Written by Chic Country Life

Loving the rural life. Living close to nature with the family and my motorcycle on the Manitoba Prairie.

August 4, 2017


Berry season kicks off the yard taste tours at our house every year. The kids know that once the strawberries are ready it is only a matter of time for the rest of the fruit and vegetables. If I can’t find a child outside, I need only look in the strawberry patch or check later for the red evidence on their shirts, hands and faces. While our patch is a lot smaller than it used to be, it still yields enough for plenty of fresh eating: strawberry pancakes, smoothies, muffins and more.
Picking strawberries from your own garden or at a u-pick is an excellent opportunity to teach young children simple lessons about colours, what the berries look like when they are ready to be picked, how to pick berries without ripping out the plant. These are all great conversation starters. But by far, the best part is watching their eyes light up with excitement s they find the berries hiding under the leaves.


Activities like this help little ones with their manual dexterity, and their creative side is sparked as they try to decide what some of the oddly shaped berries look like. They also invite discussions about bugs. While picking we found a daddy long legs and a black cricket, spurring lots of bug talk. After a quick picking we were able to fill a bowl with strawberries — enough to make smoothies for everyone!
Helping in the kitchen is another great activity. Kids love it, especially if they can get a little dirty. While they are practicing their pouring and measuring skills, they are learning that not all food comes from a box or a drive through! I let the boys pick out the juices they wanted to use in the smoothie and they poured everything into the blender themselves, under supervision of course! Here is the recipe they decided to make, based on what we could find in our fridge.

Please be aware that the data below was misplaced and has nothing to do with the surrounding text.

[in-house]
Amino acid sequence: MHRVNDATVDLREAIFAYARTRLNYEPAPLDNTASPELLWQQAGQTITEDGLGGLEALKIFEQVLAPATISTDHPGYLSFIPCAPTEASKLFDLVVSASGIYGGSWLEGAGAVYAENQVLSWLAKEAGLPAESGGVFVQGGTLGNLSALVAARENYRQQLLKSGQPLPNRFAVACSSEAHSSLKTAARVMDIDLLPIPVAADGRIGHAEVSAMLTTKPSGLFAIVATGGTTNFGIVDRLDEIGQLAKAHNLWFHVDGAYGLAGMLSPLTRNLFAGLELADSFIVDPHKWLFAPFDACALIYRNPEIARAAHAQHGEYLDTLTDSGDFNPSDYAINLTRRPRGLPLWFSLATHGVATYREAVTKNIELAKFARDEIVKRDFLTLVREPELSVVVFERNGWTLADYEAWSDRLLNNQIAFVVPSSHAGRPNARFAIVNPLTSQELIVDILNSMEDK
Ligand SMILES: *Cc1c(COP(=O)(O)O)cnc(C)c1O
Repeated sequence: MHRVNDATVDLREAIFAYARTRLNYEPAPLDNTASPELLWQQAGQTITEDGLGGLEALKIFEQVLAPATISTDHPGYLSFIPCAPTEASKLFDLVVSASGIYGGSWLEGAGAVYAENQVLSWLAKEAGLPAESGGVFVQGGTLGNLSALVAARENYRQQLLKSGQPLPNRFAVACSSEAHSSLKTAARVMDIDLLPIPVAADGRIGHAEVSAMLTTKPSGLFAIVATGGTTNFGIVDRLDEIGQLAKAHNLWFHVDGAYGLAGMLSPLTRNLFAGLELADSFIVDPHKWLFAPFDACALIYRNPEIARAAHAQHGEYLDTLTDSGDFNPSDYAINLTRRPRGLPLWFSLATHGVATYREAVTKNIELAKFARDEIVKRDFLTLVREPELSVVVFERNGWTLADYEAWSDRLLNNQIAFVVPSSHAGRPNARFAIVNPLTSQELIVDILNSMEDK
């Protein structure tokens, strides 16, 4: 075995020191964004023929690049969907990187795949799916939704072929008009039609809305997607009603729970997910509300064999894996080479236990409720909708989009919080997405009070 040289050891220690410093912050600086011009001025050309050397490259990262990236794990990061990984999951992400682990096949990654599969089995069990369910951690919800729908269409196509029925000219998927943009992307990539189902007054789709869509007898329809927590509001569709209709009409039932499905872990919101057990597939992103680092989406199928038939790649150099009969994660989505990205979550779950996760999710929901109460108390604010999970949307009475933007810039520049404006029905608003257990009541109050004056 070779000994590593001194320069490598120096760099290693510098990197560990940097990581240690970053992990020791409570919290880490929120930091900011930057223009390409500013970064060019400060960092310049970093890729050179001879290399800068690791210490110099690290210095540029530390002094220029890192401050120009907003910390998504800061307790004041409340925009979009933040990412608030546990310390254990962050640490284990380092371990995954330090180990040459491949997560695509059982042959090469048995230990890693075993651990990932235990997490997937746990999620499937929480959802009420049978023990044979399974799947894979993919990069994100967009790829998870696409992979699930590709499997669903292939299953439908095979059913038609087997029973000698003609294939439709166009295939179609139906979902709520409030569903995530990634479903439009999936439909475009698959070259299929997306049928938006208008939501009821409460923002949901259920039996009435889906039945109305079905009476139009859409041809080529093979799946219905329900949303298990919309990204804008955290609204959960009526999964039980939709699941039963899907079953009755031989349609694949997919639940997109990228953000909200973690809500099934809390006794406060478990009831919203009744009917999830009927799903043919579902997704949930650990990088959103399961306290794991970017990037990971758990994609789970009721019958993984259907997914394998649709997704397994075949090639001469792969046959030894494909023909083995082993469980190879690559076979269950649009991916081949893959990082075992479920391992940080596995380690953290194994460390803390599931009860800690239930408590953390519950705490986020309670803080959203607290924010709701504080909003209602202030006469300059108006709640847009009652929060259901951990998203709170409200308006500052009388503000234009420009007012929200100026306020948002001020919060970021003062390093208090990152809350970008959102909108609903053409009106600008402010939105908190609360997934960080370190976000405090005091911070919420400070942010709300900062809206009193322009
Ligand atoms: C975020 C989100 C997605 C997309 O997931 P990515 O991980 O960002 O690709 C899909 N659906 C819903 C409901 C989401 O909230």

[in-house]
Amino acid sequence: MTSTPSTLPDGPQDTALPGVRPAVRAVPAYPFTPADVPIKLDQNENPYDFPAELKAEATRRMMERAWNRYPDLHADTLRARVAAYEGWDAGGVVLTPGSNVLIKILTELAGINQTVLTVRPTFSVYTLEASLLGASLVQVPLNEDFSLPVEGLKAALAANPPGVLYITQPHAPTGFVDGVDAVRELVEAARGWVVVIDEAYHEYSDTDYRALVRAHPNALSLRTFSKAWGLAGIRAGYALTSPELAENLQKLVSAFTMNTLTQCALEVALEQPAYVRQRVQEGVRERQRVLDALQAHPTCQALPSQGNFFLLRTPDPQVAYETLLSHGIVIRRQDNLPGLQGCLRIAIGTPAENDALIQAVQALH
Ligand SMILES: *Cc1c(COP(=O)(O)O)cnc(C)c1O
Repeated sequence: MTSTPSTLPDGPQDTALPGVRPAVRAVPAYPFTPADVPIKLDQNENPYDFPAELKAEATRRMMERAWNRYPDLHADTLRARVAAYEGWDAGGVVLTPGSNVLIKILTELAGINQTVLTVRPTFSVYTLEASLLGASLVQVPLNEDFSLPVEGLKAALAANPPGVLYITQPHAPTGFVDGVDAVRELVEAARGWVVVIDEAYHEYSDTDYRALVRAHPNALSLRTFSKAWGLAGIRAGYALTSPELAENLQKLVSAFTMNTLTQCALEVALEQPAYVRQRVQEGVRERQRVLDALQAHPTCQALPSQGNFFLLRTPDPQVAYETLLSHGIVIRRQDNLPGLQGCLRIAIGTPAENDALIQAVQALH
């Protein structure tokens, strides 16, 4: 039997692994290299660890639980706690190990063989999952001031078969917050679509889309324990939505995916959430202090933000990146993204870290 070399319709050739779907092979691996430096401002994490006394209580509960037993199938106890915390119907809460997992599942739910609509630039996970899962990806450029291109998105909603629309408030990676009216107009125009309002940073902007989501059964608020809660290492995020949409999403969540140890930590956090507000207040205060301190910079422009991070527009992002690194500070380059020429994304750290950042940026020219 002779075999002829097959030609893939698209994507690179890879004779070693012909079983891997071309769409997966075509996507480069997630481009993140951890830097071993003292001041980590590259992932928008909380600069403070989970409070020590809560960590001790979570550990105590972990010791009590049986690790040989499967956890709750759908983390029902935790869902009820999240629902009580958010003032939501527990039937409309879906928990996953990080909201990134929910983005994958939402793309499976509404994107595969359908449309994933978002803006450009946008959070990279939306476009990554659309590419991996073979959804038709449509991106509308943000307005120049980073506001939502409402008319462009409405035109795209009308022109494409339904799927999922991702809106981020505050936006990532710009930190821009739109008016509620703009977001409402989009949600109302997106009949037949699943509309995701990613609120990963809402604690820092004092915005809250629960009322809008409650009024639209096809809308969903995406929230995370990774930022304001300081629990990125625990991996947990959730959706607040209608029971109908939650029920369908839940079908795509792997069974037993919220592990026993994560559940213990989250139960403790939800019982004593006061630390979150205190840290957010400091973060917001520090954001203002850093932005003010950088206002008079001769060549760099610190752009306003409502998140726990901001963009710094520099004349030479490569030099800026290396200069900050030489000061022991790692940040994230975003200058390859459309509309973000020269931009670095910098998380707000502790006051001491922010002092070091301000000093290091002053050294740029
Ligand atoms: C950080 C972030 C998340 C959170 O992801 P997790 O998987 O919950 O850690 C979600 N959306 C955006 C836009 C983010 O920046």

Strawberry tropical smoothie
1 cup fresh strawberries
1 cup guava juice
1 banana
1 cup pineapple juice
1/2 cup Greek yogurt (optional)
1 cup ice
Throw it all in a blender, mix and enjoy!


From scratch strawberry/berry pancakes

Who doesn’t love pancakes? If you are lazy you can just add fresh strawberries to any mix but for the best pancakes you need to make them from scratch. This is the recipe I have been making since I was a kid. I use it as a base and then just add to it for different flavours. It’s also great for kids because it uses simple measurements. I let the boys do the measuring and stirring on their own. I provide them with the one-cup measure and the individual measuring spoons we will need, and they take turns adding ingredients. Breaking eggs is a little harder, but if you have them break the egg in a bowl, it is easy to take out any pieces of shell that may fall in. I let them mix the batter, but usually have to add a little arm power to ensure it is smooth before adding the strawberries in. On occasion we bring out the blender and both of them take a turn, which they love but I still prefer to mix by hand.

1 cup flour
1 tablespoon sugar
3 teaspoons baking powder
Pinch salt
1 egg
1 cup milk
1 tablespoon melted butter (or oil)

Mix dry ingredients first, then add wet ingredients and stir well. Cook in a heated and greased fry pan. Add any of the flavours below before cooking for a tastier treat.
Strawberry pancakes: Chop up 1/2 cup of strawberries and add to batter just before cooking.
Hearty breakfast pancakes: These are heavier than a regular pancake and are great for an early morning snack. Add 1/2 cup of oats, and 1/2 apple chopped fine or grated, a teaspoon of cinnamon and applesauce or milk if the batter requires thinning. (You can also add a tablespoon of maple syrup and you have a perfect take-out breakfast.)
Be creative: Add a 1/2 cup of whatever edible berries you have in your yard, or apples, or mashed bananas, or let the kids decide what type of pancakes they want to create. It’s fun and they’re learning how to cook and use garden produce. Just don’t give into onion pancakes; they are really not that good.

Written by Tania Moffat for Alberta, Manitoba and Ontario Gardener magazines. For more gardening information visit

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